Alva Review-Courier -

Kansas community college denies claims in heatstroke death


December 13, 2019

WICHITA, Kan. (AP) — Attorneys for the parents of a 19-year-old football player who died of heatstroke on the first day of practice at a Kansas community college said Thursday that negotiations with the school remain on track, downplaying the significance of a decision by trustees to deny claims totaling $50 million.

Braeden Bradforth, a 315-pound (140-kilogram) defensive lineman for Garden City Community College, was found unconscious in an alley outside his dormitory after practice on Aug. 1, 2018. The Newton, New Jersey, teenager died that night at a hospital.

His father, Sean Bradforth of Sumter, South Carolina, is seeking $40 million in compensation from the college. His mother, Joanne Atkins-Ingram, is separately seeking $10 million. Neither party has filed a lawsuit yet.

The college's board of trustees on Tuesday voted unanimously to deny those claims.

Board chairman Blake Wasinger said in a news release that the trustees' decision allows Bradforth's parents and their respective legal counsel to "more effectively and efficiently move into the mediation process." The college said it continues to cooperate with Bradforth's relatives and their legal representatives.

"I think all the parties are pretty interested in seeing if it can get settled," said attorney Chris Dove, who represents the player's mother. He said he expects more negotiations, but that he is optimistic a resolution will be reached.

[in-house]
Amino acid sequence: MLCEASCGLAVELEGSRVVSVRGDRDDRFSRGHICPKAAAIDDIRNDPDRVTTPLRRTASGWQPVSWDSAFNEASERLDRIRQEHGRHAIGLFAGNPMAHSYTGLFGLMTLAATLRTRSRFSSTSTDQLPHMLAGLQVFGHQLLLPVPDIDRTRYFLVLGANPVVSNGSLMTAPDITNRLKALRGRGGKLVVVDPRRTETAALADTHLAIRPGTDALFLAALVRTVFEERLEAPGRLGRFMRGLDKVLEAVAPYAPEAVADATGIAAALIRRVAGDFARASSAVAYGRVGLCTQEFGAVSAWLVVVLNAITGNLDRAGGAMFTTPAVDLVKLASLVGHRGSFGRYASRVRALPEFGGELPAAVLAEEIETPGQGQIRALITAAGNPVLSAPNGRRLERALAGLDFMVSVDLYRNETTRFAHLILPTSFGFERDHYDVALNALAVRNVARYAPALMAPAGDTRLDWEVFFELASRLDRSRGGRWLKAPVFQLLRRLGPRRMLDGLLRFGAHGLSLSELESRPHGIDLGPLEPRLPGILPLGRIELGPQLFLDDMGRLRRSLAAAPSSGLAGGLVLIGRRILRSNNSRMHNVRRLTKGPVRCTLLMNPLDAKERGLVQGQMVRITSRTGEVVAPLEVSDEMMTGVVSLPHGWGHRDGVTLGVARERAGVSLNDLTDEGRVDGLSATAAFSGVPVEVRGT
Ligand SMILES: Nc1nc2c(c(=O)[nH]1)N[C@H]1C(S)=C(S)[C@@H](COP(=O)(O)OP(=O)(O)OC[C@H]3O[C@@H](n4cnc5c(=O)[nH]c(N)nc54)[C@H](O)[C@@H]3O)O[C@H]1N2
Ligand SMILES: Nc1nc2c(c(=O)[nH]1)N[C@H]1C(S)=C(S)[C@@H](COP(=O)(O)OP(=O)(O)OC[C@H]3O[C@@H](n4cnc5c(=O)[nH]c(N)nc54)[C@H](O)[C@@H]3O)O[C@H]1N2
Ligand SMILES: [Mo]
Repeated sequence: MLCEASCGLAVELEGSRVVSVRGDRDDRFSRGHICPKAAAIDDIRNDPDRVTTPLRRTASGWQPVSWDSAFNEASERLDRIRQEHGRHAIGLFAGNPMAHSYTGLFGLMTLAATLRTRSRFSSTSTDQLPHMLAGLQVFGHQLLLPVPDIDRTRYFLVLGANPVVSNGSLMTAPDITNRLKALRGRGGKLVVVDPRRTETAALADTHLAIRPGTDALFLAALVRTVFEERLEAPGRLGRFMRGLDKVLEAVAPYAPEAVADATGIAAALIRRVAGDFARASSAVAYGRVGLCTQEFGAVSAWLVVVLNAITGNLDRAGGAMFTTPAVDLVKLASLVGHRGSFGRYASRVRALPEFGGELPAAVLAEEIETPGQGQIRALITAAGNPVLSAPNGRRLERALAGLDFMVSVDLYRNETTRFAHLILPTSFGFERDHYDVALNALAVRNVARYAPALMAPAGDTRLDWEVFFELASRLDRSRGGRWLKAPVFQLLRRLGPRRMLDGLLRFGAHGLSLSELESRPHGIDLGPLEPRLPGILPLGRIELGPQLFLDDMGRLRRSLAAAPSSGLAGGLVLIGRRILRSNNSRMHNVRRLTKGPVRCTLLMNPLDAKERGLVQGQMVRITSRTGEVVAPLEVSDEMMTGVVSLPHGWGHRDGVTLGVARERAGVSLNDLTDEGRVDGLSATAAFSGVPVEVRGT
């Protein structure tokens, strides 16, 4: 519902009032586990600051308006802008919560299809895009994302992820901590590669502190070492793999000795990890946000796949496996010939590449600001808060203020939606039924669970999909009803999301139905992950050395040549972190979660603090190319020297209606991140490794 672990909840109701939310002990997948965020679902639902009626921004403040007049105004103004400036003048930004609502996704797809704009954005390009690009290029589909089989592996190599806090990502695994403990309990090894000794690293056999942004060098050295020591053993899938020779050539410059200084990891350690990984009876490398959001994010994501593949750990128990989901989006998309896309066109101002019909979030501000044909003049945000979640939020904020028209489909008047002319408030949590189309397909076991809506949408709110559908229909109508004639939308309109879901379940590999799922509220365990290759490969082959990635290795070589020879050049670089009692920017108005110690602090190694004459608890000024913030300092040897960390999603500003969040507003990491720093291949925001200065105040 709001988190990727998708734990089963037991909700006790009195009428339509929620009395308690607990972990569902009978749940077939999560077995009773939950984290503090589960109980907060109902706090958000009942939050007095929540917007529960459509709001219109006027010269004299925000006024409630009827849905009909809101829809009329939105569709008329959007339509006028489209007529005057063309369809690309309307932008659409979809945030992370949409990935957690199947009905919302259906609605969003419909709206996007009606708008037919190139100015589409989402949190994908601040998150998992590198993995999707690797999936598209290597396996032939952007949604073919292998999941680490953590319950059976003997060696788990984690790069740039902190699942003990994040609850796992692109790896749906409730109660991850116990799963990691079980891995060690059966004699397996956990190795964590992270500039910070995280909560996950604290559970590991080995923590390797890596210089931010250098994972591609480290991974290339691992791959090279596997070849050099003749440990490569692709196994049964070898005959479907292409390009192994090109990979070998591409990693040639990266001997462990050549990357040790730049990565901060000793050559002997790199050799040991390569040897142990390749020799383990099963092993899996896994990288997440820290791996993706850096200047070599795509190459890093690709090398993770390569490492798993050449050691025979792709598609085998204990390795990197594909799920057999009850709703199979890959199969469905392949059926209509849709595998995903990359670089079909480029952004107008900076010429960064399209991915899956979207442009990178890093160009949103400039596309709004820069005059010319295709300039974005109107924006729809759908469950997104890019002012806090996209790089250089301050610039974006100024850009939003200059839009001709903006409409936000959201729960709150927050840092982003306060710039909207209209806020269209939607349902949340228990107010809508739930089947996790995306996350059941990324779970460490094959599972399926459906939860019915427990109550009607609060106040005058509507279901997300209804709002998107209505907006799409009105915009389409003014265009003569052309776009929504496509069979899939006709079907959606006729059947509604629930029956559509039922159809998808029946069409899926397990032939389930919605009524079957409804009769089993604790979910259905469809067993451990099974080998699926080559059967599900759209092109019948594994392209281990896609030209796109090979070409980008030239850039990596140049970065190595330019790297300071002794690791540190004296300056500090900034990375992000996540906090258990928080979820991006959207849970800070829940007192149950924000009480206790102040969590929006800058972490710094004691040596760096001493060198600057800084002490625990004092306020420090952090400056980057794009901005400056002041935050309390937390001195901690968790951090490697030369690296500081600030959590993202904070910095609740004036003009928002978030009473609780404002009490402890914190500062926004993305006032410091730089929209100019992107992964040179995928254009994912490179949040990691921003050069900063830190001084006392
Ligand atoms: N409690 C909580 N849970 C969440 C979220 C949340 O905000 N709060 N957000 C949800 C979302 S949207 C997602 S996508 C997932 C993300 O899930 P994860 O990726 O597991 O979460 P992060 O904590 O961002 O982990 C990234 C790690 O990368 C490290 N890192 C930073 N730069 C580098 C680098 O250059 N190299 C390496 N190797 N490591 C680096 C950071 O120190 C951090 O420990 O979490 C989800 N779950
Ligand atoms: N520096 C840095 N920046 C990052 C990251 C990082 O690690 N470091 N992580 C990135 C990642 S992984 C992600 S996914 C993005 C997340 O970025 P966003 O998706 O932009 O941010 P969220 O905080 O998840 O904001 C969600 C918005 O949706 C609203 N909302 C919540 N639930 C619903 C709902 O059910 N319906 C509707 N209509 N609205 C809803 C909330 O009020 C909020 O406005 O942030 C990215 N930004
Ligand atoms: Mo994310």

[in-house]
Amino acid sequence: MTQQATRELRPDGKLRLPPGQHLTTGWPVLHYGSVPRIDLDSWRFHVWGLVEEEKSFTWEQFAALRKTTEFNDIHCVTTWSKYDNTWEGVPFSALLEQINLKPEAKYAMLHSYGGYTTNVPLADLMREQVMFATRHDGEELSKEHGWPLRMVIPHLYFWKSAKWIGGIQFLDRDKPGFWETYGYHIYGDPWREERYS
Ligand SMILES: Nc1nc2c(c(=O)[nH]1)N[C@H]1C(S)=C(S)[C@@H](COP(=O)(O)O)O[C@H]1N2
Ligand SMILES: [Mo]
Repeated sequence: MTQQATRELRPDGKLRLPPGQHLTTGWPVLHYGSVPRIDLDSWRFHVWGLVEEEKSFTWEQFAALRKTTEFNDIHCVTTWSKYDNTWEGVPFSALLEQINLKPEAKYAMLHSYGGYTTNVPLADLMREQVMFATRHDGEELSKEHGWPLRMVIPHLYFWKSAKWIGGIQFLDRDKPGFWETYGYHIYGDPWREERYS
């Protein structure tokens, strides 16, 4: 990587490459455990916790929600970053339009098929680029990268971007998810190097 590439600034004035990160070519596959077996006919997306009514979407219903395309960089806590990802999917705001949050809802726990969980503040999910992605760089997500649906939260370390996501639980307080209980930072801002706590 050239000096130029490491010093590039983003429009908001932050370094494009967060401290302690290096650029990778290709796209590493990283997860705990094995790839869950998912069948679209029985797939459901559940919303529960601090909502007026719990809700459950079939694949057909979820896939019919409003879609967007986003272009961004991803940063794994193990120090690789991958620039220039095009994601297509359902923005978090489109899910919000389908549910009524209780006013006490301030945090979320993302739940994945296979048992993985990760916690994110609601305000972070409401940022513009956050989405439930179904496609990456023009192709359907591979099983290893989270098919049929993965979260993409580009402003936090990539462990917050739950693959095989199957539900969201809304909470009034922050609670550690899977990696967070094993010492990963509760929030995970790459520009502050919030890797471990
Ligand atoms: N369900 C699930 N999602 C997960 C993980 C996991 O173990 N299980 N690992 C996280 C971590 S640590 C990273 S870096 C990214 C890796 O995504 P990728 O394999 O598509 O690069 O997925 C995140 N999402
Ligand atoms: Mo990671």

Randy Aliment, an attorney hired by the school to conduct an independent investigation of the death, did not immediately reply Thursday to a message seeking comment.

"I think both parties are negotiating in good faith and we are going back and forth," said Shawn Foster, the attorney representing the player's father. "If we can't get the case resolved by the end of the year, beginning of the year we are looking at filing suit."

A serious lack of oversight set off a series of events that led to Bradforth's death, according to the 44-page report by investigators, including sports medicine specialists Walters, Inc. The report that was released in November said there was a "striking lack of leadership" by the college's administration and athletic staff in the months leading up to Bradforth's death.

The scathing report found a serious lack of oversight set off a series of events that led to Bradforth's death.

"The cause of death was a poorly designed and administered conditioning test for an unconditioned, non-acclimatized student athlete at an altitude with 9% less oxygen than he was accustomed to at his home" in Neptune, New Jersey, the report said.


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